After two amazingly successful street stalls in Colwyn Bay and Wrecsam supporting Welsh independence over the last few weeks (and all the wonderful, often surprisingly positive responses we received from both events), I told myself to refuse to be disheartened by two conversations in particular…. one at each event.
Either way, they (unfortunately) got to me enough to make me open up my blogging app on my phone and write about them.
On each occasion, despite beginning both conversations with 'Have you thought about an independent Wales?,' the response turned immediately to the Welsh language.
Perhaps coincidentally, both men were keen to share that they each knew Welsh speakers and had younger members of their respective families learning/speaking Welsh – therefore making them well placed to launch an unnecessary attack on a medium of conversation, it would appear….
Much like Sports Direct's latest call for English-only conversation in their shops and the prospect of a giant ring in Fflint glorifying Edward I's subjugation of Wales in the 13th century, I and many others have found ourselves once again defending our language, culture and heritage.
With blood rushing to my head and the prospect of winning the 'Welsh Bigot Bingo' in one single chat, I managed to notice a similarity between the two men wishing only to put down people's choice of language.
When I tried to diplomatically put across my point, I was told I wasn't allowing them to finish. Although it was completely fine for them to interrupt me when I found a chance to speak. It seems obvious that those who oppose the Welsh language simply wish to get off their chest all of their vacuous drivel at once and then walk away unopposed.
One particular point amused me.
The man in Wrecsam said he had decided to learn French instead of Welsh due to it being more useful. Despite this his response to 'ooh, parlez vous français?' was 'what?'
He even told me Latin was more useful than Welsh. Apparently he didn't understand me saying 'salve, ut vales?' either.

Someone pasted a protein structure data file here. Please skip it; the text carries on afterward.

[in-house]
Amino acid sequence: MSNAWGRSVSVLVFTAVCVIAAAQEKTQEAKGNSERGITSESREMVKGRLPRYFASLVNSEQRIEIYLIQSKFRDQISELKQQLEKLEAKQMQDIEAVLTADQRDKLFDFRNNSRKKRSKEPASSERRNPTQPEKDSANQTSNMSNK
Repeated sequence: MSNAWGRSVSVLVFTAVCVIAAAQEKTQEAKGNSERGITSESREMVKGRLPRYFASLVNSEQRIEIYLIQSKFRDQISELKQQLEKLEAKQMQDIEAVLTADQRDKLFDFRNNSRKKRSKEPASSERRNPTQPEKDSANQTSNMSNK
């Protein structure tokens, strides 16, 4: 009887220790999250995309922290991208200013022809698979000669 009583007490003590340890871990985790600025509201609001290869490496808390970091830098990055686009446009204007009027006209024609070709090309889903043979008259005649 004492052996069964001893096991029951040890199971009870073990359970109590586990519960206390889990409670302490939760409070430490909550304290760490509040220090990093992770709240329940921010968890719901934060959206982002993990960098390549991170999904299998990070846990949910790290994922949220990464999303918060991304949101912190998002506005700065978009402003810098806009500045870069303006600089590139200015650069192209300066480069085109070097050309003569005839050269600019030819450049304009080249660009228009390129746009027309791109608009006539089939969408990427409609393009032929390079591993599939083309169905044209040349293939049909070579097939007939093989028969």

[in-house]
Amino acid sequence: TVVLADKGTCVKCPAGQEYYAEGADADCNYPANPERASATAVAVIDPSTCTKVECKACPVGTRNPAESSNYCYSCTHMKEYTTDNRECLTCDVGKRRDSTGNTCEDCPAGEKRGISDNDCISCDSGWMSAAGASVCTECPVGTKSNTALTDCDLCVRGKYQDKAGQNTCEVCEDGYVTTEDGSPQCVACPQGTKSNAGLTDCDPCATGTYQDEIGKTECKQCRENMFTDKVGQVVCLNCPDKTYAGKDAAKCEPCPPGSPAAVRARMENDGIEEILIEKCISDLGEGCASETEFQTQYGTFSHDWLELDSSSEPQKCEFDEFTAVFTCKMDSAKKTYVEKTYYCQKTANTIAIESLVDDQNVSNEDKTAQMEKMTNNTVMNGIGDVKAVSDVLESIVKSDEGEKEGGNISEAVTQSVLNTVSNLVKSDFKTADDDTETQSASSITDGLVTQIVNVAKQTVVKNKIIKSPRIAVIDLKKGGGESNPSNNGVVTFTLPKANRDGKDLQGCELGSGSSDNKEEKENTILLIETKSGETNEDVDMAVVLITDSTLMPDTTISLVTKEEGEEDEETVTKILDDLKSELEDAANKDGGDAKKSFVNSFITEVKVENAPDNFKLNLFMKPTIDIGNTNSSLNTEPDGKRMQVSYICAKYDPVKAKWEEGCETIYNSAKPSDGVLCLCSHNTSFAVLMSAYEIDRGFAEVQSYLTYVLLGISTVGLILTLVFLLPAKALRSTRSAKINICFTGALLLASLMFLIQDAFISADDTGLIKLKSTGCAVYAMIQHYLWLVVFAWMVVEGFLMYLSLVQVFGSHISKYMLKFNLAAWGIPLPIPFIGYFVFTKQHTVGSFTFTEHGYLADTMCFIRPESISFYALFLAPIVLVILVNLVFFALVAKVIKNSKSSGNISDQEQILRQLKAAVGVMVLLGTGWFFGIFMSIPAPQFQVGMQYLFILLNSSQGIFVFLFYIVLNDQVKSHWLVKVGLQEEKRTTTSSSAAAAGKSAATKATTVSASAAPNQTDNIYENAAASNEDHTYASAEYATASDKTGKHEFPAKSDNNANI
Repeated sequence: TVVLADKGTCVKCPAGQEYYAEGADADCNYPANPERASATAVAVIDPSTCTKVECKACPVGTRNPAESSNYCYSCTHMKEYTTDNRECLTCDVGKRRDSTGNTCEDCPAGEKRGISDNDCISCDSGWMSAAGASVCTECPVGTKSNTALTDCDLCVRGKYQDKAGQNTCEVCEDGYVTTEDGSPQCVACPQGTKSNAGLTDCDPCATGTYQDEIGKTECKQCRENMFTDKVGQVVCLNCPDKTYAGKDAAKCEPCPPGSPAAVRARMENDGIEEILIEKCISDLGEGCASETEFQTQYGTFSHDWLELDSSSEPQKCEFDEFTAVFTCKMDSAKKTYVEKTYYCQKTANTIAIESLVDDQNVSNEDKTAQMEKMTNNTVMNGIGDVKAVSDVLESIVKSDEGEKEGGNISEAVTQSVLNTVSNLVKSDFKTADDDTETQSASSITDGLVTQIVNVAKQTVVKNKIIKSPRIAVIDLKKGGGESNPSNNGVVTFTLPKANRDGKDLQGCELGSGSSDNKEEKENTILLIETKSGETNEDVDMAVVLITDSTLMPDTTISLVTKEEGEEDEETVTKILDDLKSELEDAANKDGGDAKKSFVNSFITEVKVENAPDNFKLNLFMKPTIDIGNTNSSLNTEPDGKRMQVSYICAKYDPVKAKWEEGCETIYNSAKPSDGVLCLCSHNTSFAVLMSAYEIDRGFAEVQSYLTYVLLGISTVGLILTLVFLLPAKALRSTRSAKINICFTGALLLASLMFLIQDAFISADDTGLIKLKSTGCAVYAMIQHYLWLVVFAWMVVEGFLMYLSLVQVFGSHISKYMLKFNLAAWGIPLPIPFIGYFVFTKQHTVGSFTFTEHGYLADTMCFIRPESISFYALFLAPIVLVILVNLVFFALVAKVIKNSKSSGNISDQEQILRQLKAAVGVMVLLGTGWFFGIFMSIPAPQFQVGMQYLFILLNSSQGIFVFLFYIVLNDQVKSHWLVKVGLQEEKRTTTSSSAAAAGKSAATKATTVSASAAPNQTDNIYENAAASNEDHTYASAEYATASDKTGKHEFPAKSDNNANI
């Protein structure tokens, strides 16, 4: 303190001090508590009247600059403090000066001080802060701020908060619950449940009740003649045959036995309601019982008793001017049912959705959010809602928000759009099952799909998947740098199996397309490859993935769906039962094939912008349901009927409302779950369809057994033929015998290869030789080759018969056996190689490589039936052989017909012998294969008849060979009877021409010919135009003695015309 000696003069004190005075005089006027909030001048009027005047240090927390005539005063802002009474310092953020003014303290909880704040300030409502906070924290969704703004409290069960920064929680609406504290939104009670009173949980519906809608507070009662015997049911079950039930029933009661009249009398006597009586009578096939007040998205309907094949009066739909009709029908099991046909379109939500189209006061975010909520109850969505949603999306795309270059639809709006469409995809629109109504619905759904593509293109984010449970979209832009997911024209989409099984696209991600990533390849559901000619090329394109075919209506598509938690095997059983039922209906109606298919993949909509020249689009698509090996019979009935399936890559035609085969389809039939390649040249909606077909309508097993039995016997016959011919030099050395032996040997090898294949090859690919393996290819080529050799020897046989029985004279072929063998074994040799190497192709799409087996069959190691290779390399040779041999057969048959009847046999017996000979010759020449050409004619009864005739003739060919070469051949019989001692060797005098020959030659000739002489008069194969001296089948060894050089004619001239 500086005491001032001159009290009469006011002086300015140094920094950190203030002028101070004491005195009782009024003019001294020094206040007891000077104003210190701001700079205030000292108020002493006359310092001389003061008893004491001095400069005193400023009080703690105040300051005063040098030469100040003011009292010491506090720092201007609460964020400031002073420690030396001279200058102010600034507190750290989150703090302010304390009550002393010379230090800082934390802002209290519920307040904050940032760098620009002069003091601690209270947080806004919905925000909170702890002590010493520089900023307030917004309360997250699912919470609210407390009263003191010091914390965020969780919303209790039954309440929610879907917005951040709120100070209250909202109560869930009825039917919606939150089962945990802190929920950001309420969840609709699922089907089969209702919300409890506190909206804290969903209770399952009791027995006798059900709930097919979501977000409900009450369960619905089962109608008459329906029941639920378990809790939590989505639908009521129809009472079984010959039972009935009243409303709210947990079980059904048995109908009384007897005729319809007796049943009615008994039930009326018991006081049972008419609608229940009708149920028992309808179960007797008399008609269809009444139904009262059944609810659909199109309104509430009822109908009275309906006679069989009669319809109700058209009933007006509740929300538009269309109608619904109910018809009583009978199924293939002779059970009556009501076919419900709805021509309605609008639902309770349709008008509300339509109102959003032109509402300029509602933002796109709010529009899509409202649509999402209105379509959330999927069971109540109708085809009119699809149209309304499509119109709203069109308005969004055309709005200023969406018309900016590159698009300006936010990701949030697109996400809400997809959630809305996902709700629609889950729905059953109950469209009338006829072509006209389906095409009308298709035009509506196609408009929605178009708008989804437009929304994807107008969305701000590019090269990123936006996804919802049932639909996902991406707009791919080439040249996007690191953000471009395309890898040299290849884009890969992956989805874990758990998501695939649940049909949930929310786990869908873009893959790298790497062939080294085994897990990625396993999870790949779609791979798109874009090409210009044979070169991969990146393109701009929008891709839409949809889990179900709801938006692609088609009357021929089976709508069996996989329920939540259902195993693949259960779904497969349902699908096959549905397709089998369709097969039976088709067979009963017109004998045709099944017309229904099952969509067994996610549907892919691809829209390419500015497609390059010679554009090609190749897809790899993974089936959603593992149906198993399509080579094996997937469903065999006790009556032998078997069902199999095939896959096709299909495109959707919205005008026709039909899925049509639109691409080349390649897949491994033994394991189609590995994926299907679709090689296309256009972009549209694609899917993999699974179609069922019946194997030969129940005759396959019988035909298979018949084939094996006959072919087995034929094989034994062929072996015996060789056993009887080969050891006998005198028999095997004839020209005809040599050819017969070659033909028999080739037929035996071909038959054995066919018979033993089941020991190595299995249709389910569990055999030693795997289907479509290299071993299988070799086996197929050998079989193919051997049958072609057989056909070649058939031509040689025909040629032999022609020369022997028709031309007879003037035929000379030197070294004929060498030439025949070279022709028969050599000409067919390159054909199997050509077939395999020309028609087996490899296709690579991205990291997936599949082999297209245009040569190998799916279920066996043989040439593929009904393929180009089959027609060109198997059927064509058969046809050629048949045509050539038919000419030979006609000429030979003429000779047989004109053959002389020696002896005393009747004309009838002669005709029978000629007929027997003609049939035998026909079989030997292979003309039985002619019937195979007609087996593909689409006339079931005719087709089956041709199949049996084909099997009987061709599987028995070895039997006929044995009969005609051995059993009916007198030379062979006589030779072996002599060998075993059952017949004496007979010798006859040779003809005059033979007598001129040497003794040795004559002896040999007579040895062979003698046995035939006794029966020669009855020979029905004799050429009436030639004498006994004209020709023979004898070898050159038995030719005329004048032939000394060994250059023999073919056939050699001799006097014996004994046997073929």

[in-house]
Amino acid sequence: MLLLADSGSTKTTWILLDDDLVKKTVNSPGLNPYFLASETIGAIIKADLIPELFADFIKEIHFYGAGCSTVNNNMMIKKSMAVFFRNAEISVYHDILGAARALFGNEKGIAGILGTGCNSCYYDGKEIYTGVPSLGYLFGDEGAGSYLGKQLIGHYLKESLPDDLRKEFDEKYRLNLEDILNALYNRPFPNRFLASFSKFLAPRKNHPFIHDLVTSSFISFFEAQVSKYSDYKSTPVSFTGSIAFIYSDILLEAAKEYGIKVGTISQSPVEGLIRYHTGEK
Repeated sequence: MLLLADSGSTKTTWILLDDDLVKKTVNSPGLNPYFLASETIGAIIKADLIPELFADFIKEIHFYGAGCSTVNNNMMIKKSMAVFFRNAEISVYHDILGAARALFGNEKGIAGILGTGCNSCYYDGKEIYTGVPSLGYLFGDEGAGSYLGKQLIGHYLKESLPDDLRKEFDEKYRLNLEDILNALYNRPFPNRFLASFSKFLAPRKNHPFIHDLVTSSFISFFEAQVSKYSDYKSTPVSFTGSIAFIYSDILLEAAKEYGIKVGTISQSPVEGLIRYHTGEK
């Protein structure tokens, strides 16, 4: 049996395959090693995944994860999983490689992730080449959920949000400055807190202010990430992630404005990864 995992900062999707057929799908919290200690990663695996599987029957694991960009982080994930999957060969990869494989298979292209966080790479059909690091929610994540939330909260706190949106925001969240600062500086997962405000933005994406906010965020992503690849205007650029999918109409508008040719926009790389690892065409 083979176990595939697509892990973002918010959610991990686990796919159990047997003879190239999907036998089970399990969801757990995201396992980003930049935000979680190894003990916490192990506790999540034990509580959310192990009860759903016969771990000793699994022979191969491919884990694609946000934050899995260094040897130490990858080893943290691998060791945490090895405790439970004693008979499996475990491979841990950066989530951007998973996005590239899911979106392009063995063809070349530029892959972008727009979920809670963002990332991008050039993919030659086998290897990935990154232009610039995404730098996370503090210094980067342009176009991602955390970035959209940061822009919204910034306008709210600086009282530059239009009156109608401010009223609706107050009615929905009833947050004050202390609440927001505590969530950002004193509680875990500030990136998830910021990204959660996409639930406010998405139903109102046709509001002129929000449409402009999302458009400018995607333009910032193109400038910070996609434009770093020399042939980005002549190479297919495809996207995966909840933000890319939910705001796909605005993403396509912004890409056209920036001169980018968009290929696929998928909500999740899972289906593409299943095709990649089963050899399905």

One may liken this whole experience to playing chess with a pigeon…. No matter how good your debate, these people are always going to end up defecating on the board and strutting around like they won!
To them, with my diplomacy and grace failing me, I say just because your archaic views of a monolingual, global empire being run by quislings in London dictate that you must despise those who do not choose to use the language of England's unelected head of state is no reason to go out of your way to moan about it.
Hearing a different language, and, sometimes being confronted with them, is bloody scary. Since attempting to learn multiple languages, each and every time I've felt uncomfortable. Being faced with someone saying words where I'm only able to comprehend some is daunting. I get it.
Asking for a hotel in Toulouse, chatting about Duolingo in Irish, enquiring about someone's proficiency in Breton…. only to be confronted with a wall of language that my abilities don't yet reach.
Essentially, it boils down to one's comfort zone. It's as simple as that.
Some people thrive on being out of their comfort zone. To those who do, I have nothing but commendation and envy for I am one who rather dislikes being out of my own comfort zone.
But, for me at least, life is about taking risks and pushing yourself you try something new – as scary as it may be. To open new doors to see what's on the other side.
If you don't support the Welsh language, why not get out of your comfort zone of monolingualism and GIVE IT A TRY. Get out of your comfort zone of excreting stupid reasons why you personally dislike that language and LISTEN to why people feel so strongly about it.
I'm not particularly a huge fan of religion but I don't round moaning to those who find solace and peace in their chosen religion. Do you know why? Because they find solace and peace in their chosen religion. It's theirs and it's as simple as that.
Seriously, either get back under your rock from whence you came or f*cking grow a pair of balls (or the female equivalent – even though it's only ever fat, old men who I ever notice moaning about Welsh) and pick up a book or spend 20 minutes on Wikipædia.
No I should NOT dwell on these two isolated incidents – and indeed they certainly do NOT take anything away from the welcoming responses we received regarding Welsh independence at the two events – but I suppose it was nice to get my thoughts across on language bigots without being interrupted.
And, with a bit of luck, those two men might read this article and think twice about attacking language. Provided they can actually read, of course!